His head lolled from side to side. His eyes stared vacantly wherever his head took them. For all the lack of expression, he had the look of a desperate man. His slender thighs rose up, his legs reached out, but the step was short. The lift, the almost unbelievable lift that so often had brought his watching countrymen to full Gallic throat, was not there. A good 20 yards ahead of his nearest rival, Michel Jazy gamely plunged through the wool yarn stretched across the four-lane track in August Bonal Stadium but before anybody looked at a watch, the truth was known. The national hero was a failure.
Jazy's time for the 1,500 meters was 3:36.3, not good, because it only equaled his own European record and was merely the third-fastest 1,500 meters ever run. It was, furthermore, all of seven-tenths of a second off Herb Elliott's world record—hardly a treat for a crowd that had already been told by the public address announcer, "This could well be a record. Let's hope for it."
Michel Jazy has just turned 30. For six years now he has been as important to French national pride as Algerian oil, its delta-winged Concorde, which will fly 1,500 mph at 18,000 meters "pour limiter les effets du 'BANG' " and its women, whose chic is still unchallenged by the miniskirt. The pressures of his position sometimes have been unbearable for Jazy, but as he got ready for his great effort last weekend he seemed not only to be enjoying his predicament but to be digging himself deeper into it. He dropped hints. At Rennes, where the year before he had set the world mile record, he ran a fast 1,500 meters and said, "I am ready." You could practically hear the nation turn on.
The August Bonal track, as good as any in France, sits in the middle of a huge Peugeot car manufacturing complex in Sochaux, an Alsatian city which, in turn, snuggles down between the Vosges and Swiss Jura Mountains at the bottom of a long, lush valley. Paternalistic Peugeot owns the track, along with almost everything else in Sochaux, where its 25,000 workers live in Peugeot housing developments and play on any of dozens of Peugeot teams. As Gaston Pretot, manager of the company's 165-man track team and himself an 8-to-4 man in the plant says, "Everything we eat, even that is Peugeot."
But not M. Peugeot himself could guarantee the condition of the track. For seven days the weather, usually changeable, held steady. On the eighth day Pretot cast an eye at the sky and said, "As long as the wind keeps up we're all right. When it stops, I worry."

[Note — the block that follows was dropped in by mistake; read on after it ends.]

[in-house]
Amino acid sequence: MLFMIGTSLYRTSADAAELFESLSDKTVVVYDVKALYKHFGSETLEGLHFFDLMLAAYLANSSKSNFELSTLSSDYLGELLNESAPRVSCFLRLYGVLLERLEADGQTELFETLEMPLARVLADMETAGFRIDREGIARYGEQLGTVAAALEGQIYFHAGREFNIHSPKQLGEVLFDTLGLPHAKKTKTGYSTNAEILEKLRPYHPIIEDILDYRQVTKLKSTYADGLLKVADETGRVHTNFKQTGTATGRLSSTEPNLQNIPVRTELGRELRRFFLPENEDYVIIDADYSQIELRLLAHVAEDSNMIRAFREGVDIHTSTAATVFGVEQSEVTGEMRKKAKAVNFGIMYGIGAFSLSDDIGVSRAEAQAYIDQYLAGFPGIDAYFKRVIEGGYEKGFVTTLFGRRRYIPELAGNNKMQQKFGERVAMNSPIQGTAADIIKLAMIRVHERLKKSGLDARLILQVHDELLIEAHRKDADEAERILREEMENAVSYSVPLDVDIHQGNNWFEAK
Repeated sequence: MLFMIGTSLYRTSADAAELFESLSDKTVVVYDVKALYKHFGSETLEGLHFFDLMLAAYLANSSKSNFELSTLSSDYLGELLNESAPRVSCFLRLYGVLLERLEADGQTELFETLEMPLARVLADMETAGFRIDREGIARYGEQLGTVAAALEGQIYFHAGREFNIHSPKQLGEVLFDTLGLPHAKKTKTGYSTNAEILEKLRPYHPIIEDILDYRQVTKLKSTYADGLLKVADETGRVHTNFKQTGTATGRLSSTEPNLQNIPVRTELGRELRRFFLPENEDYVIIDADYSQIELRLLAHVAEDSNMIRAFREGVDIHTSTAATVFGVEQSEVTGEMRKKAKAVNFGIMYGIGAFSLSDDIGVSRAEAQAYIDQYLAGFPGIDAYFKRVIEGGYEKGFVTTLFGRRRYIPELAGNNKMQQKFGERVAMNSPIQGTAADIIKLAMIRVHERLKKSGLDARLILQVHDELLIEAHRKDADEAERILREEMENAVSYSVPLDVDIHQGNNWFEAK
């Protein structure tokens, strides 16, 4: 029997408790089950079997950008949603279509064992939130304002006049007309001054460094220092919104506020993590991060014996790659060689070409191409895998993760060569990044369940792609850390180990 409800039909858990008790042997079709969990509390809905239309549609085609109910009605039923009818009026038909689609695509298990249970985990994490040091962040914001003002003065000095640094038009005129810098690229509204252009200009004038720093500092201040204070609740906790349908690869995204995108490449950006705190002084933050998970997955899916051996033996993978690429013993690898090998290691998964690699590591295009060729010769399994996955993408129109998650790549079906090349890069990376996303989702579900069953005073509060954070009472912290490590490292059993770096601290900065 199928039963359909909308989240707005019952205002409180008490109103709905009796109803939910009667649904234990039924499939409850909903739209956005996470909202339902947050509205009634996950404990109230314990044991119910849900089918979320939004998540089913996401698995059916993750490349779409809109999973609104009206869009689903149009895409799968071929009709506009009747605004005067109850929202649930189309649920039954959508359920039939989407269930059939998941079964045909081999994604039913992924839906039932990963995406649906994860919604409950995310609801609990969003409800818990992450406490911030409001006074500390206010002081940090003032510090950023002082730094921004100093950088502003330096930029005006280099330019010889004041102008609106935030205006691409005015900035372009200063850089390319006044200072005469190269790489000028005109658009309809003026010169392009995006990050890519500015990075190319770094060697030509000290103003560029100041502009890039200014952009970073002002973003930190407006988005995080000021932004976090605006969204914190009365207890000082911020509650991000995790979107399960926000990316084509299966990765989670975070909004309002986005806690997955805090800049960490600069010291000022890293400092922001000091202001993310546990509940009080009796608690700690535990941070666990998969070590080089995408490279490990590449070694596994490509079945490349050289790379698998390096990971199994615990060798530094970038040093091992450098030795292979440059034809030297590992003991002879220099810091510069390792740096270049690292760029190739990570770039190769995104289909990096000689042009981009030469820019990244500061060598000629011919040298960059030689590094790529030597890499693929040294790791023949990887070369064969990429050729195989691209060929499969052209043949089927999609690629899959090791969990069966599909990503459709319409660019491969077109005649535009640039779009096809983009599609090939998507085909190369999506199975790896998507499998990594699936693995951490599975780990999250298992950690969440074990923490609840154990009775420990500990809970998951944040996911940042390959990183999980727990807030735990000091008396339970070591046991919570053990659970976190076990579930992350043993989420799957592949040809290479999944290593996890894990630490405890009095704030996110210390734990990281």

He had lots to worry about. Radiodiffusion-Television Fran√ßaise, the national network, had announced that it was cutting the race in live on its 8 o'clock Saturday night news broadcast. All over France people who had never seen a track and field meet were talking about this race and predicting a new world record.
About the only person unaffected by all the excitement was the new Jazy. Behind the wheel of his cream-colored Peugeot with black convertible top, he made the tiring trip from Paris in five hours, arriving at noon Friday. He worked out easily for an hour that afternoon, repeated the performance on Saturday morning and retired to his quarters in the H√¥tel de France, a sequestered pile of gray stone and long shutters. Directly under his room the local electrical company workers had their annual banquet and sang, among other clever things, the uproarious chanson, "Swallow just a little at a time." It could be heard in the next canton, but Jazy slept like a hibernating bear.
When he arrived downstairs refreshed at 5:15 p.m., the once famously edgy athlete announced that he had been studying the Americans and had learned to relax. Over a cup of café, he explained with disarming candor that three weeks before he had been biting his fingernails, snapping at his wife and would not have spoken to a reporter for all the records in the book, including the triple jump. "But I am in shape," he said, "and when I am in shape I am relaxed."
The nervous tension and the responsibility of being a national hero did not really hit Jazy until he stepped out on the track 15 minutes before race time. Then he bit his nails, and for a few minutes he hung limply over stacked hurdles, looking very much like a seasick man at the rail. He had placed himself in the position of Babe Ruth pointing at the center-field stands, but his task was infinitely harder. Ruth had hit homers before. Nobody had run as fast as Elliott.
The wind blew away the clouds and then at 8 in the evening calmed to a whisper. It was refreshingly cool on the track, though not cold. Jazy, given the inside lane, whipped through 400 meters in 56.4 (to Elliott's 58.2), 800 in 1:56.2 (to Elliott's 1:58.8) and 1,200 meters in 2:54.4 (to Elliott's 2:54). By the middle of the third lap Jazy was all alone; his competition never developed. How could it at that pace? As he glided in that flowing, seemingly effortless style of his around the last curve and down the home stretch, the spectators shouted in unison, "Al-lez! Jaz-y!, Al-lez! Jaz-y!"
When it was over, there were momentary recriminations—which was not odd considering the circumstances. The pace was too slow, someone said; the good runners did not help. But Jazy thought he still had it in his legs to get Elliott's record. "I'm in good shape," he said. "My season isn't over." When it is, however, he swears that it will be his last. He has been thinking about the next Olympics, he said before the race, and Mexico is a "scandale." Jazy will quit rather than run at the "unfair altitude," and if that isn't enough of a BANG! for the French, they had better fly the Concorde a little lower.